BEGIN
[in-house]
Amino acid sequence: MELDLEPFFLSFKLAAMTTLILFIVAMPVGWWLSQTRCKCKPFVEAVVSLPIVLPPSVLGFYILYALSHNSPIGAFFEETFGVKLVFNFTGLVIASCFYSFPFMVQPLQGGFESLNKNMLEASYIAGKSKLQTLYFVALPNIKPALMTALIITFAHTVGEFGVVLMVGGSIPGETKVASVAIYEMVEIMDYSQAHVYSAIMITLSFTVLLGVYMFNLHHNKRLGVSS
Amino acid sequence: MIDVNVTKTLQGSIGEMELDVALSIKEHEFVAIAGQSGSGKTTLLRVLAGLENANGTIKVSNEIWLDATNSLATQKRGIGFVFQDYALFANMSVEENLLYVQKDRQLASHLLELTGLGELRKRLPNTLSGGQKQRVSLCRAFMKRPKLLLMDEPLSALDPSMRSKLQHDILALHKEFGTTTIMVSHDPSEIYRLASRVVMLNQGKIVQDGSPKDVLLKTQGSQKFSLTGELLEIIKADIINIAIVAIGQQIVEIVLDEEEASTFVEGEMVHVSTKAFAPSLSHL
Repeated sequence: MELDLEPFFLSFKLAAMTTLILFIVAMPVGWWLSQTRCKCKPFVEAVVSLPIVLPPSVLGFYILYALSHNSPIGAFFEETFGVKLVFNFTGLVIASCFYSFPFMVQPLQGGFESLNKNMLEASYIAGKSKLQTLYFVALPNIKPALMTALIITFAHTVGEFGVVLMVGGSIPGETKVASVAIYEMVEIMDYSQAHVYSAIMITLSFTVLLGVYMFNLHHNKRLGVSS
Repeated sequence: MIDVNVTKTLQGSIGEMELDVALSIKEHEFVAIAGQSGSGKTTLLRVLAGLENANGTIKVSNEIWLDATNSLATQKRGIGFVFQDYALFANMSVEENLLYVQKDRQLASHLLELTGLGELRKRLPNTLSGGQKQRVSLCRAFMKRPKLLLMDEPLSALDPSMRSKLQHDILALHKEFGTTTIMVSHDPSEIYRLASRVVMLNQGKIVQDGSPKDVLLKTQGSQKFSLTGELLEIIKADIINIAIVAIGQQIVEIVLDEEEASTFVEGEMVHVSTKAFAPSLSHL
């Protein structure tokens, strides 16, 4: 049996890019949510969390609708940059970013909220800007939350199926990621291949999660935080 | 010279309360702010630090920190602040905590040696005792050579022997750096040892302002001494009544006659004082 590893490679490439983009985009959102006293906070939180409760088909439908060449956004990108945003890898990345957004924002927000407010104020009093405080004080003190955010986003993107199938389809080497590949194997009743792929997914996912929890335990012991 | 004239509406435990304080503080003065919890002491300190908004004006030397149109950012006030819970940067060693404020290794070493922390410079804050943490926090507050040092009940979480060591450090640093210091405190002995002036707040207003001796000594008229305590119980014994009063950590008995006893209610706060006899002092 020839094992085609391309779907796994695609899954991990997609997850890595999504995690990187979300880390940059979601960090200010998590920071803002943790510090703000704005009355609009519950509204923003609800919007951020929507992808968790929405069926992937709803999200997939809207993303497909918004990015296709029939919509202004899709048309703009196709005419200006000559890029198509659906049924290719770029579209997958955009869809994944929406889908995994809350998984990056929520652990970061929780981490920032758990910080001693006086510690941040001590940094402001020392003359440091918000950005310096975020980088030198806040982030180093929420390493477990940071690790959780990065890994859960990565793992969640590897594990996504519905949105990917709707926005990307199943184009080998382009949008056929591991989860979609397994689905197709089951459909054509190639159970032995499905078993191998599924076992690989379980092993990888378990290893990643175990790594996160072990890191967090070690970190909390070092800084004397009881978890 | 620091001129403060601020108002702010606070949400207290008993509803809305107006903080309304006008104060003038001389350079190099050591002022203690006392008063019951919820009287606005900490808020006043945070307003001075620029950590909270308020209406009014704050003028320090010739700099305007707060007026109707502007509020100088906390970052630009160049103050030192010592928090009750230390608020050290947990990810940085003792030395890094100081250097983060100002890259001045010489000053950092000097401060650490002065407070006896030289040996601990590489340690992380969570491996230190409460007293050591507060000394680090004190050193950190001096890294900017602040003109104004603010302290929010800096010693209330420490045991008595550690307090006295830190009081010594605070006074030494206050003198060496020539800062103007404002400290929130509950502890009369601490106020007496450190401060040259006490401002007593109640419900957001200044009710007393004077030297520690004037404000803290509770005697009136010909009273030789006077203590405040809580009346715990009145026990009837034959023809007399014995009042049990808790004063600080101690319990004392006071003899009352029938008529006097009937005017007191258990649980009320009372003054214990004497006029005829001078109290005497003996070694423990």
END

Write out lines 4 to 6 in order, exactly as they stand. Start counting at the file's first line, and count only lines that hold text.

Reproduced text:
Repeated sequence: MELDLEPFFLSFKLAAMTTLILFIVAMPVGWWLSQTRCKCKPFVEAVVSLPIVLPPSVLGFYILYALSHNSPIGAFFEETFGVKLVFNFTGLVIASCFYSFPFMVQPLQGGFESLNKNMLEASYIAGKSKLQTLYFVALPNIKPALMTALIITFAHTVGEFGVVLMVGGSIPGETKVASVAIYEMVEIMDYSQAHVYSAIMITLSFTVLLGVYMFNLHHNKRLGVSS
Repeated sequence: MIDVNVTKTLQGSIGEMELDVALSIKEHEFVAIAGQSGSGKTTLLRVLAGLENANGTIKVSNEIWLDATNSLATQKRGIGFVFQDYALFANMSVEENLLYVQKDRQLASHLLELTGLGELRKRLPNTLSGGQKQRVSLCRAFMKRPKLLLMDEPLSALDPSMRSKLQHDILALHKEFGTTTIMVSHDPSEIYRLASRVVMLNQGKIVQDGSPKDVLLKTQGSQKFSLTGELLEIIKADIINIAIVAIGQQIVEIVLDEEEASTFVEGEMVHVSTKAFAPSLSHL
């Protein structure tokens, strides 16, 4: 049996890019949510969390609708940059970013909220800007939350199926990621291949999660935080 | 010279309360702010630090920190602040905590040696005792050579022997750096040892302002001494009544006659004082 590893490679490439983009985009959102006293906070939180409760088909439908060449956004990108945003890898990345957004924002927000407010104020009093405080004080003190955010986003993107199938389809080497590949194997009743792929997914996912929890335990012991 | 004239509406435990304080503080003065919890002491300190908004004006030397149109950012006030819970940067060693404020290794070493922390410079804050943490926090507050040092009940979480060591450090640093210091405190002995002036707040207003001796000594008229305590119980014994009063950590008995006893209610706060006899002092 020839094992085609391309779907796994695609899954991990997609997850890595999504995690990187979300880390940059979601960090200010998590920071803002943790510090703000704005009355609009519950509204923003609800919007951020929507992808968790929405069926992937709803999200997939809207993303497909918004990015296709029939919509202004899709048309703009196709005419200006000559890029198509659906049924290719770029579209997958955009869809994944929406889908995994809350998984990056929520652990970061929780981490920032758990910080001693006086510690941040001590940094402001020392003359440091918000950005310096975020980088030198806040982030180093929420390493477990940071690790959780990065890994859960990565793992969640590897594990996504519905949105990917709707926005990307199943184009080998382009949008056929591991989860979609397994689905197709089951459909054509190639159970032995499905078993191998599924076992690989379980092993990888378990290893990643175990790594996160072990890191967090070690970190909390070092800084004397009881978890 | 620091001129403060601020108002702010606070949400207290008993509803809305107006903080309304006008104060003038001389350079190099050591002022203690006392008063019951919820009287606005900490808020006043945070307003001075620029950590909270308020209406009014704050003028320090010739700099305007707060007026109707502007509020100088906390970052630009160049103050030192010592928090009750230390608020050290947990990810940085003792030395890094100081250097983060100002890259001045010489000053950092000097401060650490002065407070006896030289040996601990590489340690992380969570491996230190409460007293050591507060000394680090004190050193950190001096890294900017602040003109104004603010302290929010800096010693209330420490045991008595550690307090006295830190009081010594605070006074030494206050003198060496020539800062103007404002400290929130509950502890009369601490106020007496450190401060040259006490401002007593109640419900957001200044009710007393004077030297520690004037404000803290509770005697009136010909009273030789006077203590405040809580009346715990009145026990009837034959023809007399014995009042049990808790004063600080101690319990004392006071003899009352029938008529006097009937005017007191258990649980009320009372003054214990004497006029005829001078109290005497003996070694423990």